Bull vs. bear market

The market is on its longest winning streak since November. Will it continue?

August 15, 2022
Tom LimogesBy Tom Limoges
Vice President - Investments

As summer break comes to an end here in the Midwest, parents, students, teachers, are soaking up the bittersweet last few days of freedom. We mourn the end of lazy summer days, yet look forward to a new school year ahead. Students will have new classes, new names to learn and new memories to make.

Yet there is always a fear of the unknown, anticipating pop quizzes or worrying who to sit with at lunch. Much like the unknown ups and downs of a new school year, the financial forecast continues to be bittersweet with many unknowns.

Over the last week, U.S stocks marked their fourth consecutive week of gains in the longest run since November. Since reaching a low back in June, most broad based markets have recovered half of the losses in this year’s drawdown. Growth stocks have moved even higher. The tech-heavy NASDAQ market index (QQQ) reached levels that were 20%+ higher than their market lows seen back in June.

Many investors are now wondering: have we moved into another bull market? Or is this just a bear market rally?  What changed from June? Do the markets have more room to run?

The Fed has remained aggressive with their stance on taming inflation, pushing short term interest rates higher. Longer term interest rates declined over the last few months in anticipation of lower future economic growth.  This decline caused the yield curve to invert further over the last month.    


The chart above shows the yield curve as of August 11th in blue, the yield curve at the end of 2021 in grey, and the range over the last ten years shaded in the background.  The yield on the 10-year treasury moved over 3.5% in June, but has settled down more recently in the 2.7-2.8% range.  With so much in our economy tied to interest rates, lower rates are considered a positive. This decline in interest rates sparked activity in risk-oriented assets (stocks) and has moved market indexes higher.  Additionally, investors are now more optimistic with the recent CPI data that inflation may have peaked and could moderate further in the future.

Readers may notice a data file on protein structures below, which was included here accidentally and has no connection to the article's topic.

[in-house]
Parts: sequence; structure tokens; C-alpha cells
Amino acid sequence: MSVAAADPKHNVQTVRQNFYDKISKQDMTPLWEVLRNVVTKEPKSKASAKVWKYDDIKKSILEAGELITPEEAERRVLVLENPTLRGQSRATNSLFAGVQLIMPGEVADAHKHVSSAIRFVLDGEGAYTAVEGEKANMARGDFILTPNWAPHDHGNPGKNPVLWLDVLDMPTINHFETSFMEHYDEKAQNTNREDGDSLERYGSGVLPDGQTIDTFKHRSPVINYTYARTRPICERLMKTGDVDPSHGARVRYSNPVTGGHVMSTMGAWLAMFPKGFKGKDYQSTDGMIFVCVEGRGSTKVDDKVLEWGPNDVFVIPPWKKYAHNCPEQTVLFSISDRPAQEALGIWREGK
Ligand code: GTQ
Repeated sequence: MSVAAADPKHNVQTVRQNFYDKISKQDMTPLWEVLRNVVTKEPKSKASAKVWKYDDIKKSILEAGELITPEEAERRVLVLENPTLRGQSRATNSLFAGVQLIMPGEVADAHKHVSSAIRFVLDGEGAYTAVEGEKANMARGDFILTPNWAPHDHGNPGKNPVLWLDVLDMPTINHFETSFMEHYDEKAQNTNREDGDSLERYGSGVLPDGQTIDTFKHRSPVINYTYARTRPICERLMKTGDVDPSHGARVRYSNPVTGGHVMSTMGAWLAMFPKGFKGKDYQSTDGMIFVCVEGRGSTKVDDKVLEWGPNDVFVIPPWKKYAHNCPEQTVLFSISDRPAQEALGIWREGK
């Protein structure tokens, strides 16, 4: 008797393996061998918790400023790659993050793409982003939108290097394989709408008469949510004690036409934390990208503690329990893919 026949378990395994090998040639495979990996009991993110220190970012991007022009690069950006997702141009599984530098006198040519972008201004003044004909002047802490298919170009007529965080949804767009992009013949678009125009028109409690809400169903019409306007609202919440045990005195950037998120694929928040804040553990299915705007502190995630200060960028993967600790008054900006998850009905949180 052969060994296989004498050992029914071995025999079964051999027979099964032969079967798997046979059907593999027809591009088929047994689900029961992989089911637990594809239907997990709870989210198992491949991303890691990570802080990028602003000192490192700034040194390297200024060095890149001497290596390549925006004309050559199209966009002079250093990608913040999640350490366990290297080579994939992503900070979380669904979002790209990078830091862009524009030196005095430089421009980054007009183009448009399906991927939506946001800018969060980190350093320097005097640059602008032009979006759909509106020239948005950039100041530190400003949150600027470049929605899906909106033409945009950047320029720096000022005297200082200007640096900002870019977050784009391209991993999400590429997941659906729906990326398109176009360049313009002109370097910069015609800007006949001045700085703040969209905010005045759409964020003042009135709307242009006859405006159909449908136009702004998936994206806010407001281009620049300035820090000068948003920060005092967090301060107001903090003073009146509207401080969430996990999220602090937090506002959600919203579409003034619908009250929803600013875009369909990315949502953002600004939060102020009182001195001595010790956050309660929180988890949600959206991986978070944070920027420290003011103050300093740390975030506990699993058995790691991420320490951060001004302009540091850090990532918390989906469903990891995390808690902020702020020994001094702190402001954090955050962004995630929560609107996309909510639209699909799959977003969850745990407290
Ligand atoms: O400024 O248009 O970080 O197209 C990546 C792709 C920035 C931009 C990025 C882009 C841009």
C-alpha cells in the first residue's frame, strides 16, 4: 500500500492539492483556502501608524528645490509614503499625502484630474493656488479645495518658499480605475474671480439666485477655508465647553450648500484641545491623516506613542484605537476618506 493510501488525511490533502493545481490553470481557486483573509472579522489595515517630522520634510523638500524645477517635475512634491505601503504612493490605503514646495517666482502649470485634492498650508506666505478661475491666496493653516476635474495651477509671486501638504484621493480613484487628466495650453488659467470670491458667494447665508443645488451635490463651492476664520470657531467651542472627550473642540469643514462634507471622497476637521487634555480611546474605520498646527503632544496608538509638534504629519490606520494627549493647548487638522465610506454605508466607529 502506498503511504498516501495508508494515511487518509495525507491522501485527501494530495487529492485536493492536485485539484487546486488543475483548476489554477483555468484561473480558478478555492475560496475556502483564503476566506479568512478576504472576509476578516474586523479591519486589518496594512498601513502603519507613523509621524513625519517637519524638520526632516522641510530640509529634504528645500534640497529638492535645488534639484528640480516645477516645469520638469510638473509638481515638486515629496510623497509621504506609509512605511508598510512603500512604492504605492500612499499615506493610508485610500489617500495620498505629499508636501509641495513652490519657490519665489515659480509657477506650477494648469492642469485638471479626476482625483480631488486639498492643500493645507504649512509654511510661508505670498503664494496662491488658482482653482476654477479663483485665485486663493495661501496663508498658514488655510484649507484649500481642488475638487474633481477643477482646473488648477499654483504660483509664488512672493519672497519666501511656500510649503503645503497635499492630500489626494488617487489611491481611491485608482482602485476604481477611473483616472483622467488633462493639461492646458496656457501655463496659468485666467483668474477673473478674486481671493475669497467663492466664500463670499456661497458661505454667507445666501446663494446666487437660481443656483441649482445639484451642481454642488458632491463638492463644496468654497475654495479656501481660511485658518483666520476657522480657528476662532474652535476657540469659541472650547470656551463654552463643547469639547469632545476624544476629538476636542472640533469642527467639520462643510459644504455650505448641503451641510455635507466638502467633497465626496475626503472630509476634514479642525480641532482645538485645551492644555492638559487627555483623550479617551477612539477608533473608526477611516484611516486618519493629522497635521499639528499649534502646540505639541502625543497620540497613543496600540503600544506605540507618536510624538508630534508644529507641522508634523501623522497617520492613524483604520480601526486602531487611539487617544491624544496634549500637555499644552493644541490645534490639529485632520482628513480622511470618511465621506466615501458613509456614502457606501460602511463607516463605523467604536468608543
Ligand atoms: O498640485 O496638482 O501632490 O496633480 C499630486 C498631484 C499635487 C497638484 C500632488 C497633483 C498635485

Has this type of bear market rally occurred previously?  The short answer to this question is yes.  During the recession following the Technology Bubble of the late 90s as well as the Great Recession of 2008-2009, we have seen instances where the market advanced more than 20% and then saw a secondary decline. So, it is possible that the market could sell off if economic conditions worsen.  We also know that following the recessions of those periods, longer term bull markets developed.  While it is too soon to give an opinion on this, the chart below takes a historical approach to the question. 


Source: JP Morgan

Over the last 42 years, the average market decline on a yearly basis has been 14% while returns have remained positive over three quarters of the time.  In the short term, market volatility will likely continue depending on the economic data and the Fed’s reaction. While no one has a crystal ball to see into the future, we can rely on past trends to make educated assumptions. Patiently riding out the lows of the market sets investors up for success in the long run.

While market returns for both stocks and bonds have improved in recent weeks, downside risk could persist over the short-term. Our strategy of maintaining fully invested and well diversified client portfolios will continue to provide consistent results over the longer-term.

We believe in our motto, “Everything Matters.” Our clients matter, and we remain dedicated to supporting you through any challenges or opportunities that may arise. Let us know how we can help.

About the Author

Tom Limoges

Tom Limoges is Vice President of Investments, developing investment strategies for Security National's Wealth Management Division. He holds an M.B.A. from Wayne State (Neb.) College, and has served customers at Security National Bank since 2002.